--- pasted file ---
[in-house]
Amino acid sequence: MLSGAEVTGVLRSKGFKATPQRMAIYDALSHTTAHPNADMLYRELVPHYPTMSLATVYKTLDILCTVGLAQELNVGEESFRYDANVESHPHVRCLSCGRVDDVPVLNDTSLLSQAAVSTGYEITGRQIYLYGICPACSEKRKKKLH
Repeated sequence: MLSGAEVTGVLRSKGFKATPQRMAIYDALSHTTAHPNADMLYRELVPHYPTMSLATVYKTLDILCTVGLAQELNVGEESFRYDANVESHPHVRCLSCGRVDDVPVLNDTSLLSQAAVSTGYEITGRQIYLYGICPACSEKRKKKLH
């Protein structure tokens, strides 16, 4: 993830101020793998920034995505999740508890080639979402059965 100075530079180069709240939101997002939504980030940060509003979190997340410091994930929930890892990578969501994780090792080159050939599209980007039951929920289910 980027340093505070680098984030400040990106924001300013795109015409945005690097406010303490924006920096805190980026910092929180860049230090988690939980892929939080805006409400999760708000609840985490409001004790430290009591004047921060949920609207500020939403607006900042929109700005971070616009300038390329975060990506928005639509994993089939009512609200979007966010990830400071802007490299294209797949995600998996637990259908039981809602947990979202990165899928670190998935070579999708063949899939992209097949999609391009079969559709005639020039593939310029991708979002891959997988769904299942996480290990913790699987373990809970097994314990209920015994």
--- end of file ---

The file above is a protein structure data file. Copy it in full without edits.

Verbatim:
[in-house]
Amino acid sequence: MLSGAEVTGVLRSKGFKATPQRMAIYDALSHTTAHPNADMLYRELVPHYPTMSLATVYKTLDILCTVGLAQELNVGEESFRYDANVESHPHVRCLSCGRVDDVPVLNDTSLLSQAAVSTGYEITGRQIYLYGICPACSEKRKKKLH
Repeated sequence: MLSGAEVTGVLRSKGFKATPQRMAIYDALSHTTAHPNADMLYRELVPHYPTMSLATVYKTLDILCTVGLAQELNVGEESFRYDANVESHPHVRCLSCGRVDDVPVLNDTSLLSQAAVSTGYEITGRQIYLYGICPACSEKRKKKLH
């Protein structure tokens, strides 16, 4: 993830101020793998920034995505999740508890080639979402059965 100075530079180069709240939101997002939504980030940060509003979190997340410091994930929930890892990578969501994780090792080159050939599209980007039951929920289910 980027340093505070680098984030400040990106924001300013795109015409945005690097406010303490924006920096805190980026910092929180860049230090988690939980892929939080805006409400999760708000609840985490409001004790430290009591004047921060949920609207500020939403607006900042929109700005971070616009300038390329975060990506928005639509994993089939009512609200979007966010990830400071802007490299294209797949995600998996637990259908039981809602947990979202990165899928670190998935070579999708063949899939992209097949999609391009079969559709005639020039593939310029991708979002891959997988769904299942996480290990913790699987373990809970097994314990209920015994």